The total variation in Y may be decomposed as: SS y = SS x + SS error, where Y i = individual observation j = mean for category j = mean over the whole sample, or grand mean Y ij = i th observation in the j th category Conducting One-Way ANOVA: Decomposing the Total Variation Y Y SS y =( Y i - Y ) 2 i =1 N SS x = n ( Y j - Y ) 2 j =1 c SS error = i n ( Y ij - Y j ) 2 j c
Conducting One-Way ANOVA : Decomposition of the Total Variation Independent VariableX Total CategoriesSample X 1 X 2 X 3 …X c Y 1 Y 1 Y 1 Y 1 Y 1 Y 2 Y 2 Y 2 Y 2 Y 2 : : Y n Y n Y n Y n Y N Y 1 Y 2 Y 3 Y c Y Within Category Variation =SS within Between Category Variation = SS between Total Variatio n =SS y Category Mean Table 16.1
Conducting One-Way ANOVA: Measure Effects and Test Significance In one-way analysis of variance, we test the null hypothesis that the category means are equal in the population. H 0 : µ 1 = µ 2 = µ 3 =........... = µ c The null hypothesis may be tested by the F statistic which is proportional to the following ratio: This statistic follows the F distribution F ~ SS x SS error
Conducting One-Way ANOVA: Interpret the Results If the null hypothesis of equal category means is not rejected, then the independent variable does not have a significant effect on the dependent variable. On the other hand, if the null hypothesis is rejected, then the effect of the independent variable is significant. A comparison of the category mean values will indicate the nature of the effect of the independent variable.
Illustrative Applications of One-Way ANOVA We illustrate the concepts discussed in this chapter using the data presented in Table 16.2. The department store chain is attempting to determine the effect of in-store promotion (X) on sales (Y). The null hypothesis is that the category means are equal: H 0 : µ 1 = µ 2 = µ 3.
Effect of Promotion and Clientele on Sales Table 16.2
One-Way ANOVA: Effect of In-store Promotion on Store Sales Table 16.4 Cell means Level of CountMean Promotion High (1)108.300 Medium (2)106.200 Low (3)103.700 TOTAL306.067 Source of Sum ofdfMean F ratio F prob Variationsquaressquare Between groups106.067253.033 17.944 0.000 (Promotion) Within groups79.800272.956 (Error) TOTAL185.867296.409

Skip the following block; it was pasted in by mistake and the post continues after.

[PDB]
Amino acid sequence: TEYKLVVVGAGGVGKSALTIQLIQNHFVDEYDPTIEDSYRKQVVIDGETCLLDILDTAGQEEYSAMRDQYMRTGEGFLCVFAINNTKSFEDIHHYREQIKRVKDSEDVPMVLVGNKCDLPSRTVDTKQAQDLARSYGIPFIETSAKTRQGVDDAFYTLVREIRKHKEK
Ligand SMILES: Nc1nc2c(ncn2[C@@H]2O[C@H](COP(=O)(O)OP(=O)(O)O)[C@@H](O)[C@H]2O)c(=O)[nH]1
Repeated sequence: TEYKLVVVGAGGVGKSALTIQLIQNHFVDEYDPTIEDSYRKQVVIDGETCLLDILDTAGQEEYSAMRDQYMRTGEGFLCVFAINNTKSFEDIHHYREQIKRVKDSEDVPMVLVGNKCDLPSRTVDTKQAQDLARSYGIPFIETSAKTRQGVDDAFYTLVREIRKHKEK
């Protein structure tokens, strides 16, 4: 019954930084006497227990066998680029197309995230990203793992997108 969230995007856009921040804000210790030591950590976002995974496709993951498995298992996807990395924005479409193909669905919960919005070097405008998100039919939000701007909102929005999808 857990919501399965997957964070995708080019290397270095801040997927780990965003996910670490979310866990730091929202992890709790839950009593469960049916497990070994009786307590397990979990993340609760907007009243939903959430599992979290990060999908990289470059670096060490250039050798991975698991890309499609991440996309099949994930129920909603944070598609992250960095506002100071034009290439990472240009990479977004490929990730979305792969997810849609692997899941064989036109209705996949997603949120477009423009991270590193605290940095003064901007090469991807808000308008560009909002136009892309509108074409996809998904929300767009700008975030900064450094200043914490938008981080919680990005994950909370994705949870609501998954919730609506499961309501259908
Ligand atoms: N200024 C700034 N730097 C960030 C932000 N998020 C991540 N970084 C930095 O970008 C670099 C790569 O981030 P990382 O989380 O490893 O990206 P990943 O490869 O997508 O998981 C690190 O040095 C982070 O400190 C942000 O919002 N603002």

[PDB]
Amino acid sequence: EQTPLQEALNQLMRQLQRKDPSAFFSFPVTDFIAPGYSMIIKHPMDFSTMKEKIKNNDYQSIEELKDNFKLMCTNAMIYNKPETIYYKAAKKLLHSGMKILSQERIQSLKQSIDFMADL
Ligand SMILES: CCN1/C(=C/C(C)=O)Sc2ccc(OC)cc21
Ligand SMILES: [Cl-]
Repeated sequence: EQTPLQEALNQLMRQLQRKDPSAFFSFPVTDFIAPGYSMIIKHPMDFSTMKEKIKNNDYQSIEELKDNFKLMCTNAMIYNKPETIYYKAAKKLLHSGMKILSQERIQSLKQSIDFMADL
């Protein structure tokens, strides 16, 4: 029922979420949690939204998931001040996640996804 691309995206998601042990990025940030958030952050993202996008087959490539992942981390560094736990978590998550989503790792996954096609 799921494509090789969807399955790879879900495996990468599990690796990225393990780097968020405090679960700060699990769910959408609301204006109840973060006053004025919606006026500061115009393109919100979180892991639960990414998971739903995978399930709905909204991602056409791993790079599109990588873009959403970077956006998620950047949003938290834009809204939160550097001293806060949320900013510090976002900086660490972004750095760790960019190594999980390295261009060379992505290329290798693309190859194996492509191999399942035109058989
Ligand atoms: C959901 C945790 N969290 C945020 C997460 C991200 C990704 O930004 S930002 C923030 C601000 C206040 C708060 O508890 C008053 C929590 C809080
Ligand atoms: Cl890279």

Assumptions in Analysis of Variance 1. The error term is normally distributed, with a zero mean 2. The error term has a constant variance. 3. The error is not related to any of the categories of X. 4. The error terms are uncorrelated.
N-Way Analysis of Variance In marketing research, one is often concerned with the effect of more than one factor simultaneously. For example: How do advertising levels (high, medium, and low) interact with price levels (high, medium, and low) to influence a brand's sale? Do educational levels (less than high school, high school graduate, some college, and college graduate) and age (less than 35, 35-55, more than 55) affect consumption of a brand? What is the effect of consumers' familiarity with a department store (high, medium, and low) and store image (positive, neutral, and negative) on preference for the store?
N-Way Analysis of Variance Consider two factors X 1 and X 2 having categories c 1 and c 2. The significance of the overall effect is tested by an F test If the overall effect is significant, the next step is to examine the significance of the interaction effect. This is also tested using an F test The significance of the main effect of each factor may be tested using an F test as well